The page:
The VEDOSS Project – Predicting the Progression of Raynaud’s to Systemic Sclerosis

New research suggests the ‘VEDOSS’ Criteria could be used to accurately predict which individuals living with Raynaud's are likely to progress to Systemic Sclerosis, prompting further hope regarding the early detection and treatment of the condition.

Can you imagine a world where science will enable us to accurately predict whether a person with Raynaud’s will progress to develop systemic sclerosis? The ability to do this creates the potential for patients to access earlier treatment to spare them from the worse aspects of the condition, and even inspires hope that the condition could be prevented from fully developing in the first place.

Recent research arising from the VEDOSS project aims to benefit those at risk of developing the condition in exactly this way, providing physicians with a tool that could be huge step forward in the prediction and early detection of systemic sclerosis.

The VEDOSS Study and Criteria

The VEDOSS Project is a collaborative, international research project developed to better understand the progression from Raynaud’s Phenomenon to systemic sclerosis and validate criteria proposed by the European League Against Rheumatism (EULAR) as ‘red flags’ which could assist in the early diagnosis of the condition. These criteria included Raynaud’s Phenomenon, puffy fingers, and the presence of autoantibodies which target molecules usually found inside of the cells of the body, in particular a type of autoantibody known as ‘antinuclear’ antibodies.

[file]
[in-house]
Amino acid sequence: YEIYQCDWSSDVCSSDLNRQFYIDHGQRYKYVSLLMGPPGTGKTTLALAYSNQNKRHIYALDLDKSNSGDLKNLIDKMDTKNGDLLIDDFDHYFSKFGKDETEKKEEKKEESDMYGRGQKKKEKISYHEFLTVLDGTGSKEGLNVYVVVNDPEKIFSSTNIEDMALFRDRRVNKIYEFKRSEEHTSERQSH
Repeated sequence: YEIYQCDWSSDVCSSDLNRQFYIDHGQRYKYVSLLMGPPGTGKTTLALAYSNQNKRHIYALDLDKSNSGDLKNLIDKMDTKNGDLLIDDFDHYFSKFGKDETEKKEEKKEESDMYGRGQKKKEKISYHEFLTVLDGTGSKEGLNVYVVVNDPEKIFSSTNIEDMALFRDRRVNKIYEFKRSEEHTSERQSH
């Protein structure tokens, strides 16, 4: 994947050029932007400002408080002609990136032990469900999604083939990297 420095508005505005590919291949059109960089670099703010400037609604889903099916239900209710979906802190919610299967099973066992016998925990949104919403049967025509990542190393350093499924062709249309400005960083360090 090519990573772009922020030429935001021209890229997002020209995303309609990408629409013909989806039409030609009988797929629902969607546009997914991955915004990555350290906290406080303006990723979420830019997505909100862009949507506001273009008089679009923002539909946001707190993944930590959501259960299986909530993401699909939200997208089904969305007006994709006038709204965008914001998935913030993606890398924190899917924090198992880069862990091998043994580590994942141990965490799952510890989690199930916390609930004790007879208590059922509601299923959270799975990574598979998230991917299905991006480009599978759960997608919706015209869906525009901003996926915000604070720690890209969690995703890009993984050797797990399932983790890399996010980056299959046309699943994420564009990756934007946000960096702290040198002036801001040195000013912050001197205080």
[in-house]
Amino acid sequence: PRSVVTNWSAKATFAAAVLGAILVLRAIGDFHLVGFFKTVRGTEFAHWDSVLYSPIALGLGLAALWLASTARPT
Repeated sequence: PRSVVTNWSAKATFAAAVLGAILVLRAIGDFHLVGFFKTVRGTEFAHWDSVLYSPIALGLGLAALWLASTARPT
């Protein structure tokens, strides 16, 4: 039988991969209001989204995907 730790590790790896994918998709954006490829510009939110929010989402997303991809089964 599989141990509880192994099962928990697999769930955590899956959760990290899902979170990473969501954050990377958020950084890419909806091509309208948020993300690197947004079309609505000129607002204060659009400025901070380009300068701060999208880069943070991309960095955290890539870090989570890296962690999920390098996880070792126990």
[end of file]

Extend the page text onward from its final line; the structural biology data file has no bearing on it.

Patients with Raynaud’s phenomenon who experience two of three colour changes (white, red, or blue) affecting at least one finger of the hand were eligible to join the study. By 2018, 1150 patients who experience Raynaud’s phenomenon had been enrolled onto the VEDOSS database. From these patients, 553 were eventually included in this current research which aimed to identify a set of predictive factors capable of indicating whether an individual with Raynaud’s is likely to go on to develop ‘Systemic Sclerosis’ within a 5-year timeframe.

New Findings – An Effective Tool for Predicting Progression to Systemic Sclerosis

The analysis by the VEDOSS researchers, which included Professor Francesco Del Galdo from the University of Leeds, accordingly aimed to investigate the relationship between the presence or absence of each of these indicators (in isolation and in combination) in patients with Raynaud’s, and how this affects the likelihood of their progression to Systemic Sclerosis within a 5-year period. A better understanding of this relationship would allow the research team to develop a method which could predict which patients they see with Raynaud’s are likely to develop Systemic Sclerosis, and understand which early factors indicate the greatest risk of progression to the condition.

Promisingly, the analysis found that the presence of one or more of the indicators included in the VEDOSS criteria did indicate a higher risk of developing Systemic Sclerosis within 5 years. For example, 94.1% of patients in the study who had anti-nuclear antibodies and other systemic sclerosis-specific autoantibodies at outset, as well as puffy fingers, progressed to develop the condition. Conversely, patients lacking anti-nuclear antibodies at outset were far less likely to progress to systemic sclerosis within 5 years – only around 10% of these patients went on to develop the condition during the study.